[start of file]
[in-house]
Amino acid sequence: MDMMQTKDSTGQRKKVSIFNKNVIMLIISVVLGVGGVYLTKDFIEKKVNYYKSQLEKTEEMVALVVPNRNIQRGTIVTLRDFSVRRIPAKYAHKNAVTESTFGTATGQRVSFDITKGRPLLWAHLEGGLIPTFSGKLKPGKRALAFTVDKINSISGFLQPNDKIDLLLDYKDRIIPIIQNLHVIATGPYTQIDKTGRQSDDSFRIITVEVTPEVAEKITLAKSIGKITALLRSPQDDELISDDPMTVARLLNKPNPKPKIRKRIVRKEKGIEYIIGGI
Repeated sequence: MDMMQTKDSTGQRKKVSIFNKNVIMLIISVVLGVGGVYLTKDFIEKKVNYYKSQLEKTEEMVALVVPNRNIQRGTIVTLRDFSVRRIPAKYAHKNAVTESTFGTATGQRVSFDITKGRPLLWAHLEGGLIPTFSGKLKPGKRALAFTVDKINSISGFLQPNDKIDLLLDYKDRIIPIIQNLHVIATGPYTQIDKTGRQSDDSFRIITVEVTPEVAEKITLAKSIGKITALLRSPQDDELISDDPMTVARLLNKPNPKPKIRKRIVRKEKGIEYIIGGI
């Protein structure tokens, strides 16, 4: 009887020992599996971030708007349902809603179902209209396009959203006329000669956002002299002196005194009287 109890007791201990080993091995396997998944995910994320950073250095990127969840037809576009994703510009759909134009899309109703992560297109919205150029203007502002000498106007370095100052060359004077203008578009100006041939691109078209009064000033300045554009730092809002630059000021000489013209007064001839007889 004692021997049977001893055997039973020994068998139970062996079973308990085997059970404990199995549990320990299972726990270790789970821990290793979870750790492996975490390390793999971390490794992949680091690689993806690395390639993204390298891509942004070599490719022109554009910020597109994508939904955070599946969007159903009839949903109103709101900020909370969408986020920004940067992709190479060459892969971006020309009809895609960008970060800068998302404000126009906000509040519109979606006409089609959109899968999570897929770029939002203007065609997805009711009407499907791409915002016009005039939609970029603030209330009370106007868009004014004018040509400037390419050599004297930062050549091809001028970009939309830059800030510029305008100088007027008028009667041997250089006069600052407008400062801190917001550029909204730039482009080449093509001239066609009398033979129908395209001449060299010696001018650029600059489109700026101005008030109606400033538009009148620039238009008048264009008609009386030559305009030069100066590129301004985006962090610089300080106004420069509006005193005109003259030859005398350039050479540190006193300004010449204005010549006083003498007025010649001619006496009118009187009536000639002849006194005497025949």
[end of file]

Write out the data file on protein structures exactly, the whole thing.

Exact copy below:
[in-house]
Amino acid sequence: MDMMQTKDSTGQRKKVSIFNKNVIMLIISVVLGVGGVYLTKDFIEKKVNYYKSQLEKTEEMVALVVPNRNIQRGTIVTLRDFSVRRIPAKYAHKNAVTESTFGTATGQRVSFDITKGRPLLWAHLEGGLIPTFSGKLKPGKRALAFTVDKINSISGFLQPNDKIDLLLDYKDRIIPIIQNLHVIATGPYTQIDKTGRQSDDSFRIITVEVTPEVAEKITLAKSIGKITALLRSPQDDELISDDPMTVARLLNKPNPKPKIRKRIVRKEKGIEYIIGGI
Repeated sequence: MDMMQTKDSTGQRKKVSIFNKNVIMLIISVVLGVGGVYLTKDFIEKKVNYYKSQLEKTEEMVALVVPNRNIQRGTIVTLRDFSVRRIPAKYAHKNAVTESTFGTATGQRVSFDITKGRPLLWAHLEGGLIPTFSGKLKPGKRALAFTVDKINSISGFLQPNDKIDLLLDYKDRIIPIIQNLHVIATGPYTQIDKTGRQSDDSFRIITVEVTPEVAEKITLAKSIGKITALLRSPQDDELISDDPMTVARLLNKPNPKPKIRKRIVRKEKGIEYIIGGI
């Protein structure tokens, strides 16, 4: 009887020992599996971030708007349902809603179902209209396009959203006329000669956002002299002196005194009287 109890007791201990080993091995396997998944995910994320950073250095990127969840037809576009994703510009759909134009899309109703992560297109919205150029203007502002000498106007370095100052060359004077203008578009100006041939691109078209009064000033300045554009730092809002630059000021000489013209007064001839007889 004692021997049977001893055997039973020994068998139970062996079973308990085997059970404990199995549990320990299972726990270790789970821990290793979870750790492996975490390390793999971390490794992949680091690689993806690395390639993204390298891509942004070599490719022109554009910020597109994508939904955070599946969007159903009839949903109103709101900020909370969408986020920004940067992709190479060459892969971006020309009809895609960008970060800068998302404000126009906000509040519109979606006409089609959109899968999570897929770029939002203007065609997805009711009407499907791409915002016009005039939609970029603030209330009370106007868009004014004018040509400037390419050599004297930062050549091809001028970009939309830059800030510029305008100088007027008028009667041997250089006069600052407008400062801190917001550029909204730039482009080449093509001239066609009398033979129908395209001449060299010696001018650029600059489109700026101005008030109606400033538009009148620039238009008048264009008609009386030559305009030069100066590129301004985006962090610089300080106004420069509006005193005109003259030859005398350039050479540190006193300004010449204005010549006083003498007025010649001619006496009118009187009536000639002849006194005497025949």